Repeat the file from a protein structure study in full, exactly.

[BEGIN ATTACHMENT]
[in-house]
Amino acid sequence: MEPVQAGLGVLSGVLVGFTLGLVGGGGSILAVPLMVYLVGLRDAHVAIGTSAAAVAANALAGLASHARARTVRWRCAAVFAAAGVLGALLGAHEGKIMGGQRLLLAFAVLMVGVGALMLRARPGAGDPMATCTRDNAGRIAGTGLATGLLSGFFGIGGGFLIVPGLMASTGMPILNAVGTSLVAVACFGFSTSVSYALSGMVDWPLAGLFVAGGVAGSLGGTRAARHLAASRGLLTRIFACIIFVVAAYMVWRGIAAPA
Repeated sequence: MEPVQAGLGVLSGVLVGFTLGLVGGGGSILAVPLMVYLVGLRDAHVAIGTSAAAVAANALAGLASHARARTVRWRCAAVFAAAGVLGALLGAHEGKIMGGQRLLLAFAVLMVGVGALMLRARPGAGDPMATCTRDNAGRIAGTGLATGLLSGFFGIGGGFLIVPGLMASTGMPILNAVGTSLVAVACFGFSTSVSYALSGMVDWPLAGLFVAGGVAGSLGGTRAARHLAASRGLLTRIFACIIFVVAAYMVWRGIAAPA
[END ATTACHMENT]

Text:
[in-house]
Amino acid sequence: MEPVQAGLGVLSGVLVGFTLGLVGGGGSILAVPLMVYLVGLRDAHVAIGTSAAAVAANALAGLASHARARTVRWRCAAVFAAAGVLGALLGAHEGKIMGGQRLLLAFAVLMVGVGALMLRARPGAGDPMATCTRDNAGRIAGTGLATGLLSGFFGIGGGFLIVPGLMASTGMPILNAVGTSLVAVACFGFSTSVSYALSGMVDWPLAGLFVAGGVAGSLGGTRAARHLAASRGLLTRIFACIIFVVAAYMVWRGIAAPA
Repeated sequence: MEPVQAGLGVLSGVLVGFTLGLVGGGGSILAVPLMVYLVGLRDAHVAIGTSAAAVAANALAGLASHARARTVRWRCAAVFAAAGVLGALLGAHEGKIMGGQRLLLAFAVLMVGVGALMLRARPGAGDPMATCTRDNAGRIAGTGLATGLLSGFFGIGGGFLIVPGLMASTGMPILNAVGTSLVAVACFGFSTSVSYALSGMVDWPLAGLFVAGGVAGSLGGTRAARHLAASRGLLTRIFACIIFVVAAYMVWRGIAAPA